Girls’ Education Task Force Releases "The Journey of A Girl"
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Released on the International Day of the Girl Child, ‘The Journey of a Girl’ shows how businesses must invest at every stage of a girl’s education journey to overcome the many barriers that keep her from reaching her full potential. This working paper, commissioned by GBC-Education, surveyed 32 companies investing in girls’ education, and found that while there is a strong focus on empowering girls in the secondary years, less than 10% of corporate education budgets are directed to pre-primary education. The report argues that investments in early and primary years would be transformative, with every $1 invested in pre-primary education yielding $7 to $17 in higher future wages.
GBC-Education’s Executive Chair, Sarah Brown, says: “We know all too well that the economic empowerment of a woman does not start when she is an adult. It starts when she is a girl. Education is critical for her success at work and across her family life, and there is a compelling case for the private sector to consider how best to engage and make a difference.”
The paper also identifies other areas where companies can invest to maximize impact. For example, companies supporting girls’ and women’s health can maximize the impact of their investments by including education as part of their business case. Access to education, especially for girls, means they can better invest in their own health and the heath of their children. A child born to a literate mother is 50% more likely to survive past the age of five than a child born to an illiterate mother.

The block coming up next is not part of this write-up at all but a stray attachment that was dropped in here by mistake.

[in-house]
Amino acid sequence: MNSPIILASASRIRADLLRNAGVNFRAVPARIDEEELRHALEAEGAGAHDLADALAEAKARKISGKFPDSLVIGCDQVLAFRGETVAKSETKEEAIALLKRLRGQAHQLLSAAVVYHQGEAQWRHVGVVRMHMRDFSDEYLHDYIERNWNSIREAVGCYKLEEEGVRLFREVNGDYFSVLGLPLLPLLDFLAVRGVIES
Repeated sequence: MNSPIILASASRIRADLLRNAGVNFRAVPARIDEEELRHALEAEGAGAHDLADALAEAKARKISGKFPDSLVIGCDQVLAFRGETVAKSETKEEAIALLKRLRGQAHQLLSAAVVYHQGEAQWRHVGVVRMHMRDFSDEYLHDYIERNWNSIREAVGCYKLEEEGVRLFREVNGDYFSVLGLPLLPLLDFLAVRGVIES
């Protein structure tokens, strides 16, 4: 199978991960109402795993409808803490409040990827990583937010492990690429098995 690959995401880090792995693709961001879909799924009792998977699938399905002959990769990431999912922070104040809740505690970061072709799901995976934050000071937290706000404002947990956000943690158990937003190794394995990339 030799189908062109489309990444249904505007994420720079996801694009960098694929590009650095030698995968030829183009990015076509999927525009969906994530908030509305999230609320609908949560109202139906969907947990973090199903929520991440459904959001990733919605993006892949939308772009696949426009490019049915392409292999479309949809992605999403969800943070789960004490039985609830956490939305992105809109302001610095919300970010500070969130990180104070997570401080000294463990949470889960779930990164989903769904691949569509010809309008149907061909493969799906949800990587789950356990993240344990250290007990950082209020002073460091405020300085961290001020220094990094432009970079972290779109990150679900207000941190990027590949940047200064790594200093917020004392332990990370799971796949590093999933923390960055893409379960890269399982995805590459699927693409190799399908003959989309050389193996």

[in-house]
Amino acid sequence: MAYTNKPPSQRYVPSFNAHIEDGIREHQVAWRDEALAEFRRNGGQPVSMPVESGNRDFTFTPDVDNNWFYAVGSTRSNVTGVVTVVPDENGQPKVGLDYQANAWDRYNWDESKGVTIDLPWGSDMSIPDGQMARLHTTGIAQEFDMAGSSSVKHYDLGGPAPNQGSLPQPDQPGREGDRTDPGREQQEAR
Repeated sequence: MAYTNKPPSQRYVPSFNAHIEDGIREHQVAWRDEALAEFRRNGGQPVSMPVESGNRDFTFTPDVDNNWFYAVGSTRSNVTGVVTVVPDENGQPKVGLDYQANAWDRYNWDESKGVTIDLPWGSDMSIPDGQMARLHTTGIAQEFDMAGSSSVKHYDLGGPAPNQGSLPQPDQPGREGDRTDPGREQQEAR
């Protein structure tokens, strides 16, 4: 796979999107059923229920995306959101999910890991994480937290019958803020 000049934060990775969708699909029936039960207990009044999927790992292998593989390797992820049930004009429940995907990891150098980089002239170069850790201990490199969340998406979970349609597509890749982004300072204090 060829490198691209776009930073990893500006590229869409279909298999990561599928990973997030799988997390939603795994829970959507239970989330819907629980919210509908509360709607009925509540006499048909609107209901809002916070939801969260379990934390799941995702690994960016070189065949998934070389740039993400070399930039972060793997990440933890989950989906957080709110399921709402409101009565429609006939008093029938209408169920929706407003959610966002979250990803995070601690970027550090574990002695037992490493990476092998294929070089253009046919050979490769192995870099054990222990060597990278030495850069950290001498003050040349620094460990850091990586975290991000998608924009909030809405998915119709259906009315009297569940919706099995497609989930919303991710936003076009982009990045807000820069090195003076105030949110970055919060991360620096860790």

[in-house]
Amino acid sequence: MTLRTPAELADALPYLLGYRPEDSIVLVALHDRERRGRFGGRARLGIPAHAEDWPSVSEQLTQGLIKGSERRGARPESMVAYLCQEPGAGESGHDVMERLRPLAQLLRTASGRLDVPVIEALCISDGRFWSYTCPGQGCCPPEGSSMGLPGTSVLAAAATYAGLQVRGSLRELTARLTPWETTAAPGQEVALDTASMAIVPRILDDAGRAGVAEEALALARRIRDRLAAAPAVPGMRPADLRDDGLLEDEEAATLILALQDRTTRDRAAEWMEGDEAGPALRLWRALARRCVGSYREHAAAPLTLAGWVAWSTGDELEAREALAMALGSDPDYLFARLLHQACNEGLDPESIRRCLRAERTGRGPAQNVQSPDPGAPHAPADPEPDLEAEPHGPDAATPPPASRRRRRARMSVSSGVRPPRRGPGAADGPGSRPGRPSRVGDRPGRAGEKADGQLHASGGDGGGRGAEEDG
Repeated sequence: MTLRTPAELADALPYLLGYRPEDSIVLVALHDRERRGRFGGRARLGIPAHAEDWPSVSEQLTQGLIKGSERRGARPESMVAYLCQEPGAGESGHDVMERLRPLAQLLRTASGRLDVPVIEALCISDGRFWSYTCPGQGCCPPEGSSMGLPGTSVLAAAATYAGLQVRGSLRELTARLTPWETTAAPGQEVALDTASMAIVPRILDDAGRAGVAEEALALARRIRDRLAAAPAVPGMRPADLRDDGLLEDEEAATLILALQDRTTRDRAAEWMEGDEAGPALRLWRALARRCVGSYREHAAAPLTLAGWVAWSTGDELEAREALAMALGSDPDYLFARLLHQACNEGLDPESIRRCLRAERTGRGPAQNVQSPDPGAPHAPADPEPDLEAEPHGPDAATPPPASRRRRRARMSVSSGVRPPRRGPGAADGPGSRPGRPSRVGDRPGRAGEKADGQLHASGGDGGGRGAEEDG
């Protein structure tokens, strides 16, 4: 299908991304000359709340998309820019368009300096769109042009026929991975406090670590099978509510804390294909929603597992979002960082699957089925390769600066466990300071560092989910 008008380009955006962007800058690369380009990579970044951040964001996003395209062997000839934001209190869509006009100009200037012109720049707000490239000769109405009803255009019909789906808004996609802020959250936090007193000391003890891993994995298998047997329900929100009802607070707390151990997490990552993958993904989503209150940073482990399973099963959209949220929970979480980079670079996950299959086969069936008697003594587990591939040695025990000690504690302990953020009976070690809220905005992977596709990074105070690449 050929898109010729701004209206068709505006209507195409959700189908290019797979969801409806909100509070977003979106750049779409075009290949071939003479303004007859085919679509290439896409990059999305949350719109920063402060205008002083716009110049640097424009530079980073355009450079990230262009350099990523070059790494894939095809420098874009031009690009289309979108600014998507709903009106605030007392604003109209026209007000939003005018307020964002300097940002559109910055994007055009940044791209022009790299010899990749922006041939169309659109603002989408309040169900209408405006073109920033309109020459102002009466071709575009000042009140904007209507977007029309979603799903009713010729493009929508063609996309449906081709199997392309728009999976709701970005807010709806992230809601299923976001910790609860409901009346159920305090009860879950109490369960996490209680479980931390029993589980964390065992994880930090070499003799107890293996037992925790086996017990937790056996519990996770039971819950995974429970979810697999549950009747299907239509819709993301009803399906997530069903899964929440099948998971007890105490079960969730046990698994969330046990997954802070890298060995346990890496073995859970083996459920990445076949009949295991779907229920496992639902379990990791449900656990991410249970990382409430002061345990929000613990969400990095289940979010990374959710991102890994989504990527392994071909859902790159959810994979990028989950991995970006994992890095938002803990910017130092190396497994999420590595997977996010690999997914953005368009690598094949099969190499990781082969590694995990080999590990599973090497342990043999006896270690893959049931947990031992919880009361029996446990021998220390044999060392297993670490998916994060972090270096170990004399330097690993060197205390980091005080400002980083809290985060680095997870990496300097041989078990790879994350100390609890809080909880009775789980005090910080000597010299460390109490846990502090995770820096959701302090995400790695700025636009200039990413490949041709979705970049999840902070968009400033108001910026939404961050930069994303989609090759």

Payal Dalal from Standard Chartered, and Co-Chair of GBC-Education’s Girls’ Education Task Force, says: “Enabling girls and women is key to reducing poverty, improving health outcomes, and ensuring prosperity. Education is a critical component to empowering girls and women; investment in girls’ education is essential, but it must be made strategically and holistically. This report is an excellent guide for corporates committed or interested in girls’ education; it identifies opportunities and gaps in current approaches and urges the private sector to partner to achieve game changing scale.”
This year, over 15 million girls have been displaced from their homes due to conflict and emergencies, leaving them with a heightened risk of being forced into early marriage, and child labour. With less than 2% of humanitarian aid going to education, businesses can play a key role in large scale change by using their leadership, influence and assets. In 2015, the business community championed the creation of a humanitarian fund for education in emergencies. They must continue to support such initiatives, to ensure the world’s most vulnerable girls do not become a lost generation.
The Girls’ Education Task Force is aimed at improving education for the 31 million out-of-school girls across the globe by harnessing best practices, the promises of new technology and the assets of its corporate membership base. The Task Force is led by Dangote Foundation and Standard Chartered, and its members include Africa Gathering, Cummins, Discovery Learning Alliance, GEMS Education, HP, Intel, Kano, Oando Foundation, NRS International, Pearson, PwC, Reed Smith, Sumitomo Chemical, and Western Union.